|US6319718||Jul 26, 1999||Nov 20, 2001||Hitachi, Ltd.||Handling method of body fluid sample and analysis apparatus using the same|
|US6517782||Apr 21, 2000||Feb 11, 2003||Gen-Probe Incorporated||Reaction receptacle apparatus|
|US6517783||Mar 9, 2001||Feb 11, 2003||Gen-Probe Incorporated||Reaction receptacle apparatus|
|US6576477 *||Jan 11, 2000||Jun 10, 2003||Hitachi, Ltd.||Method for pipetting solution, and a pipetting apparatus using the same|
|US6605213||Nov 27, 2000||Aug 12, 2003||Gen-Probe Incorporated||Method and apparatus for performing a magnetic separation purification procedure on a sample solution|
|US6656724 *||Nov 19, 1998||Dec 2, 2003||Mwg-Biotech Ag||Apparatus for automatic implementation of chemical or biological methods|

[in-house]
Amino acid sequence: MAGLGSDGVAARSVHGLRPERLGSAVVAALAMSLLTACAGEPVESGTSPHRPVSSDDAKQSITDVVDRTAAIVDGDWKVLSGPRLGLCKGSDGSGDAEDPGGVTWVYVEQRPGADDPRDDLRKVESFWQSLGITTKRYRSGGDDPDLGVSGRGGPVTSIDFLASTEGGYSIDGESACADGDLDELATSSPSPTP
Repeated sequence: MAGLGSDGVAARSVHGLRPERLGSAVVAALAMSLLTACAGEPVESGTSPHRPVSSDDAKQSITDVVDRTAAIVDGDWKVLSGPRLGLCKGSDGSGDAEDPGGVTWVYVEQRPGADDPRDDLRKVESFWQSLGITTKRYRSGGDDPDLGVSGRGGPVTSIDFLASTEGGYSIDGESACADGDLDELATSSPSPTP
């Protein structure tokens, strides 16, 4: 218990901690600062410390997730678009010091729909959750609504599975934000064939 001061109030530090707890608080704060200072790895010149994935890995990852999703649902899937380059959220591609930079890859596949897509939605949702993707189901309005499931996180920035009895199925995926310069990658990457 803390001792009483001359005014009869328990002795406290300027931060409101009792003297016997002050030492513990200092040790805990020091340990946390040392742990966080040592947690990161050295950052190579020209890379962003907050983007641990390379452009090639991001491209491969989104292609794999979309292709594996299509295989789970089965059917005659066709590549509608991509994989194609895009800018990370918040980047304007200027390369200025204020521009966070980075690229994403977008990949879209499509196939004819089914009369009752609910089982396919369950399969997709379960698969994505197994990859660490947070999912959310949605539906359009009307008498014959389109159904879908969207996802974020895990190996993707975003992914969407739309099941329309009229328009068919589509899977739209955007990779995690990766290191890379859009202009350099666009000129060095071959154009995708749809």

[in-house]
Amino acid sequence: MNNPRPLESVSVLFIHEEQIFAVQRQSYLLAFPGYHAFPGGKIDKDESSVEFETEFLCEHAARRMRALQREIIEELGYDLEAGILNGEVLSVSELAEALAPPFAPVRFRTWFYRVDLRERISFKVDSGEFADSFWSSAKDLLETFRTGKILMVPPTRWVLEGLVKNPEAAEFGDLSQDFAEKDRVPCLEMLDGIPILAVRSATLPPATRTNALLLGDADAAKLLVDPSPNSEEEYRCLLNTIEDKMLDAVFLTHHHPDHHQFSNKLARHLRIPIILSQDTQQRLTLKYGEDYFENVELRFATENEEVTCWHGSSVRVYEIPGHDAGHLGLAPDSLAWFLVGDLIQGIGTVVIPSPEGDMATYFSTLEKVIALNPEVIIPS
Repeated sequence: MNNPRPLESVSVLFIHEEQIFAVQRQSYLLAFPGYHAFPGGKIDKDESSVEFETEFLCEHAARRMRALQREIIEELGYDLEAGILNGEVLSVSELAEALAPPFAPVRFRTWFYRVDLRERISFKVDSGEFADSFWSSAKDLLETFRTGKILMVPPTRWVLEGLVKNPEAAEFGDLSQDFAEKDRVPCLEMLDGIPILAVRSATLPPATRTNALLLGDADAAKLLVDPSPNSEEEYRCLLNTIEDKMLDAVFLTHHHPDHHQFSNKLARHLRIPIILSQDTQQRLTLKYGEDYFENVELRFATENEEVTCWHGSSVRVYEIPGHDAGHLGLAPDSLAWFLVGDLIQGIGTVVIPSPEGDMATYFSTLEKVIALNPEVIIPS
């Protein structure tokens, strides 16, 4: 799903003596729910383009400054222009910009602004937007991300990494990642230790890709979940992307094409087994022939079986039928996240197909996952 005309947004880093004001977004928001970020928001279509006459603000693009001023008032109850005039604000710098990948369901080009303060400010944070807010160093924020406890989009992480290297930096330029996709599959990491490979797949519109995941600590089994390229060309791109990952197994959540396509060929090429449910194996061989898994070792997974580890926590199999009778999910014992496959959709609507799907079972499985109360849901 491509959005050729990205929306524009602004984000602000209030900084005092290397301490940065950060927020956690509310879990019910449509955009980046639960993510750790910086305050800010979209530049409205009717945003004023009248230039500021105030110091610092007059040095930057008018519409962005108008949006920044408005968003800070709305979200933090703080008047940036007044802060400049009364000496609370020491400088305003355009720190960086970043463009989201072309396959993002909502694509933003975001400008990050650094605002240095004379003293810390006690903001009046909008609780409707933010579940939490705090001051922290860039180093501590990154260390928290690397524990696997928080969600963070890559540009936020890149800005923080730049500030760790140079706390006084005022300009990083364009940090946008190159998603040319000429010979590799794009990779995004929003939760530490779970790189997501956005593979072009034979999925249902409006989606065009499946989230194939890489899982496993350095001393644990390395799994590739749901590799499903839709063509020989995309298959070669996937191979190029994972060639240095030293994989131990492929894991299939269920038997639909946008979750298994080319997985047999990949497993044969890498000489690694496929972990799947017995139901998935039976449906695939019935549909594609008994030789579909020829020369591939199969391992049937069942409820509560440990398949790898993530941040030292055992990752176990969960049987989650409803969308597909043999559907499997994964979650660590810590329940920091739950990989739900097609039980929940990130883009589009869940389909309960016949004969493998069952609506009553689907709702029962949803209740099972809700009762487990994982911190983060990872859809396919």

|US6764649||Apr 4, 2001||Jul 20, 2004||Gen-Probe Incorporated||Transport mechanism|
|US6924152||Mar 25, 2002||Aug 2, 2005||Hitachi, Ltd.||Handling method of body fluid sample and analysis apparatus using the same|
|US7105351||Mar 25, 2002||Sep 12, 2006||Hitachi, Ltd.||Handling method of body fluid sample and analysis apparatus using the same|
|US7220590 *||Feb 8, 2002||May 22, 2007||Beckman Coulter, Inc.||Conductive plastic rack for pipette tips|
|US7312084||Jul 13, 2001||Dec 25, 2007||Ortho-Clinical Diagnostics, Inc.||Tandem incubator for clinical analyzer|
|US7501094 *||Sep 15, 2003||Mar 10, 2009||Syngenta Limited||Preparation and characterization of formulations in a high throughput mode|
|US7666602||Oct 25, 2007||Feb 23, 2010||Gen-Probe Incorporated||Method for agitating the fluid contents of a container|
|US7666681||May 23, 2005||Feb 23, 2010||Gen-Probe Incorporated||Method for agitating the fluid contents of a container|
|US7794659||Sep 14, 2010||Gen-Probe Incorporated||Signal measuring system having a movable signal measuring device|